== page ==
VOLA: Africa in China’s League: Human Capital Development over Physical Infrastructures – by Ogunyemi Bukola

VOLA: Africa in China’s League: Human Capital Development over Physical Infrastructures – by Ogunyemi Bukola

Voice of Liberty Africa: Africa in China’s League: Human Capital Development over Physical Infrastructures – by Ogunyemi Bukola

 

From little more than $10 billion in 2000 to $166.3 billion in 2011, trade between Africa and China has increased over the last decade with further increase expected over the next few decades. Africa, blessed with abundant natural resources, provides the ideal market for China to source for raw materials for its growing economy. Africa in turn sees China as a viable alternative trade partner to America and Europe. China, the largest exporter and second largest importer of goods in the world, is the world's second largest economy, and the world's fastest-growing major economy, with growth rates averaging 10% over the past 30 years. But this has not always been so.

 

In 1949, China was one of the poorest nations of the world and had very high levels of mortality, under-nutrition and illiteracy and life expectancy at birth was only 35 years. The Chinese economy in 1978 was generally pictured as "on the brink of disaster" due to its various imbalances as well as problems of low productivity growth and poor incentives. Major imbalances in national policies such as emphasis on capital construction at the neglect of education and workers efficiency caused high urban unemployment, widespread rural poverty and sluggish productivity growth.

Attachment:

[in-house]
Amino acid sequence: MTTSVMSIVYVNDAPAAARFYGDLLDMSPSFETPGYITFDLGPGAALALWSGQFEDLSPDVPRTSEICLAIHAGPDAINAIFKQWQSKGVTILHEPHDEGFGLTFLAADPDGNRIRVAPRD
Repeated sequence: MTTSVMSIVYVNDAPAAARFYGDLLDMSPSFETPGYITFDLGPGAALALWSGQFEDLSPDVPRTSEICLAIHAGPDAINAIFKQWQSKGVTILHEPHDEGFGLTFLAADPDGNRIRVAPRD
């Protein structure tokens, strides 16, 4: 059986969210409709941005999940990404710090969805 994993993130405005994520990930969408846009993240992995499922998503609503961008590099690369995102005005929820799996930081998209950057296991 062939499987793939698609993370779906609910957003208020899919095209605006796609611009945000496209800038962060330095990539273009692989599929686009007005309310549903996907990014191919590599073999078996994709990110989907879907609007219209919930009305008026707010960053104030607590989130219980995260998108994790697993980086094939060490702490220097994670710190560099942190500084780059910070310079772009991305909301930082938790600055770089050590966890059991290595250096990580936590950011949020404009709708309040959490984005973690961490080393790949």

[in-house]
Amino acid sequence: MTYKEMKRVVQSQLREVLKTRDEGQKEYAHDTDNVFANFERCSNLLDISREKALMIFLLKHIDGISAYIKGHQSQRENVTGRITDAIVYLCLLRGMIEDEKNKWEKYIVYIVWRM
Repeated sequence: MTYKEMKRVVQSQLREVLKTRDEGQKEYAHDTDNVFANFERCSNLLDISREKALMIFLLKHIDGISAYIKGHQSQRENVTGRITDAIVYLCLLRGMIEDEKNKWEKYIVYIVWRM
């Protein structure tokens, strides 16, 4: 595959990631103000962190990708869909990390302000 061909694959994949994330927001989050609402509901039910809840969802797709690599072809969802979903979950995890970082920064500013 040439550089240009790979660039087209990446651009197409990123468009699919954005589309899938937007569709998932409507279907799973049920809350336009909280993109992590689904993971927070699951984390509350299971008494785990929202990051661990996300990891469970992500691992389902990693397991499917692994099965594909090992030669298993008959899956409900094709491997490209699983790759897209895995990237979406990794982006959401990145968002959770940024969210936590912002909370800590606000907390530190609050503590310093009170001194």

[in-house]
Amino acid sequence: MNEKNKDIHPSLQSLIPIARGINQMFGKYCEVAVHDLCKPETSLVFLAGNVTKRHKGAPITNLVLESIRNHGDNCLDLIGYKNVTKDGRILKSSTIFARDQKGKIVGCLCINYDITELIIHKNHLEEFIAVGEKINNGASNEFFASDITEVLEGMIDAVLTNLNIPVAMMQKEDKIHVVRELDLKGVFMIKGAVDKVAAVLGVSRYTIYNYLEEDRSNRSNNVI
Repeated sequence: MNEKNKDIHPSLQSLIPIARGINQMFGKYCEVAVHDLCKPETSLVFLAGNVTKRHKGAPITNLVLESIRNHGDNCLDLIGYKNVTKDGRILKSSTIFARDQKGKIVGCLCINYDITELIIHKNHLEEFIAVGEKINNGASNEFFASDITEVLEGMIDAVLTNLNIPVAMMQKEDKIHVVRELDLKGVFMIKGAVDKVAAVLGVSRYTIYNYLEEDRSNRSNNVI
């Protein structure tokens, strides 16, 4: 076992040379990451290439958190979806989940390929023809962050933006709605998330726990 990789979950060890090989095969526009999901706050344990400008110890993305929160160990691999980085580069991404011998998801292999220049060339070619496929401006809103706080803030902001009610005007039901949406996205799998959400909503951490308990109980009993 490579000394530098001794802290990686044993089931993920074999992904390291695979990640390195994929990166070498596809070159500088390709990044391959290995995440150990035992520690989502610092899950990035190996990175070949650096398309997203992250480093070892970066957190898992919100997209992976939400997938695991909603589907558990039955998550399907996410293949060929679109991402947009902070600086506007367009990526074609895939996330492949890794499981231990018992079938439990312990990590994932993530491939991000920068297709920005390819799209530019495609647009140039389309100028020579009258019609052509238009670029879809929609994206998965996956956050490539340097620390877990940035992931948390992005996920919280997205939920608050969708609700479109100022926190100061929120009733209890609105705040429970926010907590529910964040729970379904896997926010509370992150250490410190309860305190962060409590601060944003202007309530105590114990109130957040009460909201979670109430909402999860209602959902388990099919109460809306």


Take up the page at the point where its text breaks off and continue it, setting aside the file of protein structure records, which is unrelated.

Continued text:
Today, China has surpassed the United States to be the world's largest recipient of global foreign direct investment and boasts of world-class infrastructural facilities. This meteoric rise in development seems to be the attraction for African nations who are still battling with poverty and huge infrastructural deficits. They see China’s advancement in technology as an easy way out of their infrastructural woes, which many of them believe to be the bane of their underdevelopment. The $9 billion deal to swap minerals for infrastructure projects Congo signed with China in 2008 exemplifies this though pattern.

 

The mistake however is that China’s growth is not premised on its infrastructures, it is indeed the other way round. The growth that China is able to achieve has endowed the country with economic and financial resources that enabled the construction of these infrastructures. The Foreign Direct Investment China is able to attract is the result of the growth; it is not the reason for China's growth. The true success factor for China’s development is the huge investments made in human capital development much of which was made between the 1950s and the 1970s.